There have been, and will be hereafter, many and divers destructions of mankind, the greatest by fire and water, though other lesser ones are due to countless other causes.  Thus the story current also in your part of the world, that Phaethon, child of the Sun, once harnessed his father's chariot but could not guide it on his father's course and so burnt up everything on the face of the earth and was himself consumed by the thunderbolt−this legend has the air of a fable; but the truth behind it is a deviation of the bodies that revolve in heaven round the earth and the destruction, occurring at long intervals, of things on earth by a great conflagration.(22)

Plato appears to stand at that time when men were of a strong disposition to deny the oral and written memories of what had once happened by creating rational systems of thought that would provide for them the sense of security and control that they could never have if they continued to believe that the earth was indeed subject to periodic destructive upheavals.  Plato himself addresses the fact that, even by his time, the memory of great catastrophes had vanished to the point where such accounts as were available were dismissed as "little better than nursery tales." He has the Egyptian priest address Solon saying that "you know nothing of it because the survivors for many generations died leaving no word in writing."(23) To this Velikovsky replies:

The memory of the cataclysms was erased, not because of lack of written tradition, but because of some characteristic process that later caused nations, together with their literate men to read into their traditions allegories or metaphors where actually cosmic disturbances were clearly described. (24)

The characteristic process of which Velikovsky writes is the penchant that humans have to seek to regularize their environment.  This is done by reducing it to rational and verbal categories, the better to control the situation by being in a position to anticipate what is likely to happen next, and for the foreseeable future if possible.  Indeed, where possible, man seems disposed to avoid having to resort to the receptive mode in which the right hemisphere of the brain predominates, except as a momentary escape from the rigors of a linear and controlled existence.  The left side of the body, which, of course, is the side governed by the right hemisphere, is associated, the world over, with qualities of life that, in some cultures, like our own, are regarded as suspect, and in others are regarded as sacred, mysterious, creative, feminine, passive, and intuitive.  According to William Domhoff:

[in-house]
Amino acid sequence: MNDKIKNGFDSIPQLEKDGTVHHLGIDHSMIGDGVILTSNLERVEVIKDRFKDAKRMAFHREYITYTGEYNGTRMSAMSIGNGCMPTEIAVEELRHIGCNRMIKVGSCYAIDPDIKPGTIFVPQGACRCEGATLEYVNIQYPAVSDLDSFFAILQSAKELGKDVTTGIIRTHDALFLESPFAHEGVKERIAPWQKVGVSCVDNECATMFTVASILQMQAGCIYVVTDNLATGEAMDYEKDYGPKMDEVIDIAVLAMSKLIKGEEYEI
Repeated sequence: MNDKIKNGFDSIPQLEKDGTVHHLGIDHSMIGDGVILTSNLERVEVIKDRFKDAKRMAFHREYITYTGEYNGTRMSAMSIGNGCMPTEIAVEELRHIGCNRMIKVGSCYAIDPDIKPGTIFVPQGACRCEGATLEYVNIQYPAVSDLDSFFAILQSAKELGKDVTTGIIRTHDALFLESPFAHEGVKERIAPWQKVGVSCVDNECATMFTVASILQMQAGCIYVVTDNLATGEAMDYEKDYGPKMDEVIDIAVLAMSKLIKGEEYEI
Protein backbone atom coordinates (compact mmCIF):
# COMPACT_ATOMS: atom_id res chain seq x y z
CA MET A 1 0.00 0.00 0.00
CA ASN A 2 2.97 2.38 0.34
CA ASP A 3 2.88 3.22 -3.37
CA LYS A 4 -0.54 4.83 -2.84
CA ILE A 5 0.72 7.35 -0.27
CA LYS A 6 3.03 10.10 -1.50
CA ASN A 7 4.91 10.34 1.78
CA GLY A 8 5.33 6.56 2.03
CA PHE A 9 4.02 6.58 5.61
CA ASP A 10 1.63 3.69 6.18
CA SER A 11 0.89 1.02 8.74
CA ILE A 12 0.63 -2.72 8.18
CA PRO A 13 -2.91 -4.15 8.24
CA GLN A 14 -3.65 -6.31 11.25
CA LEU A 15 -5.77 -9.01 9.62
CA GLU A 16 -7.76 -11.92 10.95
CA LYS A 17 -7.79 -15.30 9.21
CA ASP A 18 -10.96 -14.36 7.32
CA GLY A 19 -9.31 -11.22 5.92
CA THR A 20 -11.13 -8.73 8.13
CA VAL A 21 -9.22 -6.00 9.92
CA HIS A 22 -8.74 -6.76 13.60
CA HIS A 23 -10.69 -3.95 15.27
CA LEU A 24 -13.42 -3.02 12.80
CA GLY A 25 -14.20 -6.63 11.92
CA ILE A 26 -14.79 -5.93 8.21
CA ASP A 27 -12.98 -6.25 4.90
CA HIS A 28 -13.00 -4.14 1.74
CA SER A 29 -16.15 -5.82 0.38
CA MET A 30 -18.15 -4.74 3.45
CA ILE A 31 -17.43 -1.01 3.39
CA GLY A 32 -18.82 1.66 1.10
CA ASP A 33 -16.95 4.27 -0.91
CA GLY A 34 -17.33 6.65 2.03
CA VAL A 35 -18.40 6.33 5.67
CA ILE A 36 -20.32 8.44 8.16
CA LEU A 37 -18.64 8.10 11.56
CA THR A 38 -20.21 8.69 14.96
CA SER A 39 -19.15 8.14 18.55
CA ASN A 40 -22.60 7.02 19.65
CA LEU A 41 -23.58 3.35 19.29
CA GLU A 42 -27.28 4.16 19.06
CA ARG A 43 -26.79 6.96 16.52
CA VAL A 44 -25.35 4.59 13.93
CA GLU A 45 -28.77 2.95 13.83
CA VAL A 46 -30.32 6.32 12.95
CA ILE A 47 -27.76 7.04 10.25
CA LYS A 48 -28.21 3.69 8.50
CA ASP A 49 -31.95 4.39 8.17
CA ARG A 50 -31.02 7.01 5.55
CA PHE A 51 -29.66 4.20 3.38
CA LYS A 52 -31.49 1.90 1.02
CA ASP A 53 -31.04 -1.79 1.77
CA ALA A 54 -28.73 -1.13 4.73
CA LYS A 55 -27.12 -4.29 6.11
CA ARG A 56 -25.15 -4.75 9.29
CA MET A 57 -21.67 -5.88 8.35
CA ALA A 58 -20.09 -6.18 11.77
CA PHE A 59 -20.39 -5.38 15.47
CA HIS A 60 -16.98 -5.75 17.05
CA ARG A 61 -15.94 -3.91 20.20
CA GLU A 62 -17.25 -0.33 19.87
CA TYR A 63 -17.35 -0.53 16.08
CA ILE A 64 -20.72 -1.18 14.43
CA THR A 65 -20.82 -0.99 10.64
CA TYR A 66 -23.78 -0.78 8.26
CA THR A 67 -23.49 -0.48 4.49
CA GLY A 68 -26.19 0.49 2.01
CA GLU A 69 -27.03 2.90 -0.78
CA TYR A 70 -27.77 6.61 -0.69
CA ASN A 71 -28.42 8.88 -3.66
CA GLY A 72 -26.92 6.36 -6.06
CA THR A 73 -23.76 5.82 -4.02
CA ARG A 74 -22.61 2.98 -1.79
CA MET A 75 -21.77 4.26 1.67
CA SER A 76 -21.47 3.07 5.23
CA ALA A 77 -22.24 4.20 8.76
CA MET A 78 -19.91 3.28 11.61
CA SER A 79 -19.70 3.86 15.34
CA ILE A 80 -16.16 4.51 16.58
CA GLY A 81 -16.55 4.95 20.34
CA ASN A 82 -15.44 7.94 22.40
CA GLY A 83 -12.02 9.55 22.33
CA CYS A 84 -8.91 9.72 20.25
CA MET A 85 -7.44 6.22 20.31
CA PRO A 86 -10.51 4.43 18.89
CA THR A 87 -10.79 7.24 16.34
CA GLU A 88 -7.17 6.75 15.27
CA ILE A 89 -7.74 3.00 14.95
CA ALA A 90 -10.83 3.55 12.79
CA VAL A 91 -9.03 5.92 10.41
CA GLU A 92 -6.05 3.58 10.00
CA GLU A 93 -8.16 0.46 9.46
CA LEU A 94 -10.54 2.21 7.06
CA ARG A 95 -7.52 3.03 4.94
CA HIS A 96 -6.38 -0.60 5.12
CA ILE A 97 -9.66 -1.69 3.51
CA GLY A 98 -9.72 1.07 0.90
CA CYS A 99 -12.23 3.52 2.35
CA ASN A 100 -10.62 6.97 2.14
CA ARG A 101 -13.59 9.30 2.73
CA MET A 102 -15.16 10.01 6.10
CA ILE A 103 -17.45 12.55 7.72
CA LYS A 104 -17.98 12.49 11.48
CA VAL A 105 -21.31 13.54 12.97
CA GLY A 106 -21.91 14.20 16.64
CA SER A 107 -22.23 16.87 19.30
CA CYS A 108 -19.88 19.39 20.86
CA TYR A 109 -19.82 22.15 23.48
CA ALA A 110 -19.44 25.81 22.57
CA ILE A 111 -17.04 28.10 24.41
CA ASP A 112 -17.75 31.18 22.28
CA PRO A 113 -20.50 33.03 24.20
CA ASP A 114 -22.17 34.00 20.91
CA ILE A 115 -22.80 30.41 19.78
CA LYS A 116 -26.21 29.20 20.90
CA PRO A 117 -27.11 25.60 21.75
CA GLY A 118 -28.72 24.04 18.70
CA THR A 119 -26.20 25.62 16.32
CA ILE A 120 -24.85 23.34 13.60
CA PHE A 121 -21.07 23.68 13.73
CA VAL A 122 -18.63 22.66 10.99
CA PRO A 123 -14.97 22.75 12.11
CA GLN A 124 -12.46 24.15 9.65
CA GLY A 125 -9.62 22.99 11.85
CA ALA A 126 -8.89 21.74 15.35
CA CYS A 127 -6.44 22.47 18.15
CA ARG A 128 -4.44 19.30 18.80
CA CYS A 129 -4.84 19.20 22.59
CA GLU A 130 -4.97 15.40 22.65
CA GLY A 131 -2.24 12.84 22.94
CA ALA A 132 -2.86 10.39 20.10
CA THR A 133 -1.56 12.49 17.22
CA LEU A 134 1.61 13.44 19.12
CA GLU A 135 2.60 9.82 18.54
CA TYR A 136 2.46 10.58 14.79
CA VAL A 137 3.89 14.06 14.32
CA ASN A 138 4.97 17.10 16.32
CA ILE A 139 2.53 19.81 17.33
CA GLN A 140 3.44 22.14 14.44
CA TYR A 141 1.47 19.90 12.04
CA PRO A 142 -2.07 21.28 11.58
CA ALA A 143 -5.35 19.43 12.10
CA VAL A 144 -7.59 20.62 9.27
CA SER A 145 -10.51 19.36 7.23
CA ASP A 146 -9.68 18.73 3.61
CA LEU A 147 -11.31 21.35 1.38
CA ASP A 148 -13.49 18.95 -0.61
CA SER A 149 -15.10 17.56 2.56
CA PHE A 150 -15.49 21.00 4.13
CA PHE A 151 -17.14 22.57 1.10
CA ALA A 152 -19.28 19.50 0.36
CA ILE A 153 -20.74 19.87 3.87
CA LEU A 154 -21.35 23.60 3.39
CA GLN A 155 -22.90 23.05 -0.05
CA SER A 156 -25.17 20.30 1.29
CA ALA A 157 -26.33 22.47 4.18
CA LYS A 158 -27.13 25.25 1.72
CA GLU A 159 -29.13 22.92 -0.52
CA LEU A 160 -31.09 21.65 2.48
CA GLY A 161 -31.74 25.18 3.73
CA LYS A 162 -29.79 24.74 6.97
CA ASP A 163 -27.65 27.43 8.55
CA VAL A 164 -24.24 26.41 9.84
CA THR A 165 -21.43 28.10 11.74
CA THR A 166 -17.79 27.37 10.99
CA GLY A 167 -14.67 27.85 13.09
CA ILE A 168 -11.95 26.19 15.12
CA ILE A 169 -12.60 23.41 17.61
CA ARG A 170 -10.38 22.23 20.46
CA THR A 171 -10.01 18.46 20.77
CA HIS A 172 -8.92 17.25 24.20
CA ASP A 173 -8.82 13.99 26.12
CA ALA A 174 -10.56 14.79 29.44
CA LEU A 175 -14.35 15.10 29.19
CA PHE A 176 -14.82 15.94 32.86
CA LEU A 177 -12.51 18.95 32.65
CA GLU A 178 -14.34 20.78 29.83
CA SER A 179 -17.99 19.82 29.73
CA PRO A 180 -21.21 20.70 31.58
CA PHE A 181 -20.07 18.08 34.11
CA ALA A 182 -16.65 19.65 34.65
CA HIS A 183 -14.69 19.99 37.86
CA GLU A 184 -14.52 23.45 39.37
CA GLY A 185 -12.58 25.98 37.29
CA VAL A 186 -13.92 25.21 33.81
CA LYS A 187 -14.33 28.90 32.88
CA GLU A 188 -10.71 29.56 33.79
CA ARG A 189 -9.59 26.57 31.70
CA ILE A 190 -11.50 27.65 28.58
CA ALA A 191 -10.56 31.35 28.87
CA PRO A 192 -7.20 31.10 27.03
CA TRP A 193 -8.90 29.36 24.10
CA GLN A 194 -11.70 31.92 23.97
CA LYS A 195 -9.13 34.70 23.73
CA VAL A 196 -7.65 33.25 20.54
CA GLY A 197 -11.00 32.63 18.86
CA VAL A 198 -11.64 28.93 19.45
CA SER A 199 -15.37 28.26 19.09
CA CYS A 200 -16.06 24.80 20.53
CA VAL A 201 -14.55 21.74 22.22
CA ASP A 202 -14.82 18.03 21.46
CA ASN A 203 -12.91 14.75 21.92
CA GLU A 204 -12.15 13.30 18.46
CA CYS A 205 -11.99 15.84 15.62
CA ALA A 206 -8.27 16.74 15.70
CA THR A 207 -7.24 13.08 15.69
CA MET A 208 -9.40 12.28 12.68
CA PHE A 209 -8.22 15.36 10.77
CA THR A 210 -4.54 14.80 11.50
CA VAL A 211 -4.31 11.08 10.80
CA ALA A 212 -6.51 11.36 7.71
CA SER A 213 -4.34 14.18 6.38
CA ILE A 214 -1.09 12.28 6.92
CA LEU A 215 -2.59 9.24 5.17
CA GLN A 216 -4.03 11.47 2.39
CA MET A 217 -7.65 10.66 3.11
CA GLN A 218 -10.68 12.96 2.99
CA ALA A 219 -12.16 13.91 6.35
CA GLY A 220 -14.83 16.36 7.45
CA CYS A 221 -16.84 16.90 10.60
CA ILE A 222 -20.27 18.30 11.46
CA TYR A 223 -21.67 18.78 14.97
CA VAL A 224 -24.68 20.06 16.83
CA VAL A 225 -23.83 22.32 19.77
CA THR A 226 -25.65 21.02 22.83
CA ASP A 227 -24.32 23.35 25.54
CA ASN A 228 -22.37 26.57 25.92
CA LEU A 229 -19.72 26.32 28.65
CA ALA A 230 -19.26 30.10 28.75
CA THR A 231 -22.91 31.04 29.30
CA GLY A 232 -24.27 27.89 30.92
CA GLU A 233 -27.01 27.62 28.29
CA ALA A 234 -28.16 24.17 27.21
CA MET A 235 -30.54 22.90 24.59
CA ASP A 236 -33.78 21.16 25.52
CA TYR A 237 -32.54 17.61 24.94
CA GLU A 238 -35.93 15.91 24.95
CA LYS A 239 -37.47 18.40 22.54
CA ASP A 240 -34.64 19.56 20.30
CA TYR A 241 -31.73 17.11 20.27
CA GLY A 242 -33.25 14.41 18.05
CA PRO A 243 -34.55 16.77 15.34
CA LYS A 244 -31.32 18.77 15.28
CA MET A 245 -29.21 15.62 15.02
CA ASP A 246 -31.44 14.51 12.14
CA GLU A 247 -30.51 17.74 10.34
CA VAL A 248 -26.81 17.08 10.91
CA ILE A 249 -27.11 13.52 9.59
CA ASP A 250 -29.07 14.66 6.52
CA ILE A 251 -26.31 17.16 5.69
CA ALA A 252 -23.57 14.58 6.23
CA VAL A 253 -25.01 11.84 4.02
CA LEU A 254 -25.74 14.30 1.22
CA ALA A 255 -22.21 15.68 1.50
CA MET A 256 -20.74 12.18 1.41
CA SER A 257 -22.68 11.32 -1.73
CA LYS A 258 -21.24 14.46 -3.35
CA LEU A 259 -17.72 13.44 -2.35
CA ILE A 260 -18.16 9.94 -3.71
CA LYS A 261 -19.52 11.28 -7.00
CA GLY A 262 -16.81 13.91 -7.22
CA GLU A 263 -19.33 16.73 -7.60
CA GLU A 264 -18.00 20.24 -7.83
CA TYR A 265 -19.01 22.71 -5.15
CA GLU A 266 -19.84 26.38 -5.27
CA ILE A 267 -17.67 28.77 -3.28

Folklore has it that the "Right" is good and the "Left" bad in Western thinking, particularly political thinking, because of the seating arrangements in the French National Assembly of the Eighteenth century−the nobles sitting on the king's right, the then upstart capitalists sitting on his left.  However, Theodore Thass-Thienemann..... an expert on psycho-linguistics, has shown that this right-good, left-bad polarization has been present for a very long time in the entire Indo-European language family, as well as in Hungarian, a non-Indo-European language.  Further, psychologist Sylvan Tomkins . . . has shown that the underlying assumptions dividing the political Left and Right are also the basis for age-old ideological disputes in mathematics, philosophy, science, and child-rearing.  The work of these two men suggests that the real problem is why the nobles supposedly sat on the king's right hand in the first place.(25)